The capital of Crete does not offer much in terms of must-see sights (Knossos Palace, by any measure near the top of the list of Crete attractions, has the name of Heraklion region in its address and is located a few minutes’ drive beyond the city boundaries). We budgeted only a couple of hours for exploring Heraklion proper. It is on balance reasonably nice but certainly short of exceptional.
This wide-angle distant perspective provides a bit of support to the above statement. Although there are some interesting structures – such as the Venetian fort that guards the harbor – the waterfront does not look all that fascinating or picturesque, easily overshadowed by the mountains in the background.
A couple of impressive sights do exist in Heraklion, starting with the splendid Saint-Minas Cathedral.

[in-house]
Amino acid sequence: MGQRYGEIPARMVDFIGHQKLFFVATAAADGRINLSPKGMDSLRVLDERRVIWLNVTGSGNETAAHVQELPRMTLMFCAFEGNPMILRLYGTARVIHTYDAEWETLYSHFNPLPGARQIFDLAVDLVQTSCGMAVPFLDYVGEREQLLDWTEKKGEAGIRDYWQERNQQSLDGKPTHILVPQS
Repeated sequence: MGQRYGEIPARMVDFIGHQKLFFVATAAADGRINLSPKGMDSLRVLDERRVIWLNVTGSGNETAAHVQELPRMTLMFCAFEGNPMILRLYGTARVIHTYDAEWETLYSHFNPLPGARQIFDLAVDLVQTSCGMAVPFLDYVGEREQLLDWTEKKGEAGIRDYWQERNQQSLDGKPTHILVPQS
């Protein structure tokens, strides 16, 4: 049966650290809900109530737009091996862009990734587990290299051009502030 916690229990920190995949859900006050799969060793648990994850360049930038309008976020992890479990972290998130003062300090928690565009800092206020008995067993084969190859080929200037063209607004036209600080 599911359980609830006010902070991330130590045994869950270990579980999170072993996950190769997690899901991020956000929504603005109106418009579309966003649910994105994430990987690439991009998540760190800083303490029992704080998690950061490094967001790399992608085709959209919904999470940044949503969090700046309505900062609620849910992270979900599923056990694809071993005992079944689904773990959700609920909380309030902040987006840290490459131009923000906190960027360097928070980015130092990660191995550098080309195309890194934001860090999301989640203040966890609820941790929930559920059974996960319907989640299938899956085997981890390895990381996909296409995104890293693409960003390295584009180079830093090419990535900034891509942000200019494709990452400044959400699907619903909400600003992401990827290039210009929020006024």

Orthodox churches’ interiors are frequently jaw-dropping, with incredible paintings accentuated by no less incredible woodworks, ironworks, stoneworks, and other crafts.
Here is another example – interior of Basilica of Saint-Titus.
In the pedestrianized and fairly tourist-oriented central Heraklion, one can occasionally come across an architectural gem such as this Venetian loggia of the 17th century.
The fortress by the harbor – called interchangeably either Rocca al Mare or Koules – is also part of the Venetian heritage, built in the 16th century.
Venice held Crete for over four centuries and left some obvious marks of that, such as this recognizable emblem on each wall of Koules.
The rooms of the fortress hold a small historical and archaeological collection, but the highlight of the visit here are the ramparts, with views to the sea and the island of Dia…
… and also to the city waterfront.
Venetian balconies offer infrequent standout features. Here is one.
The marked – and relatively frequently found in Greece – contrast between a quaint church and the largely nondescript surrounding architecture.
One more look at the low-rise city from the deck of an inter-island ferry.
Not exactly disappointing, but not earning too many superlatives either. Most of the people come to Crete primarily for the sun and the beaches anyway…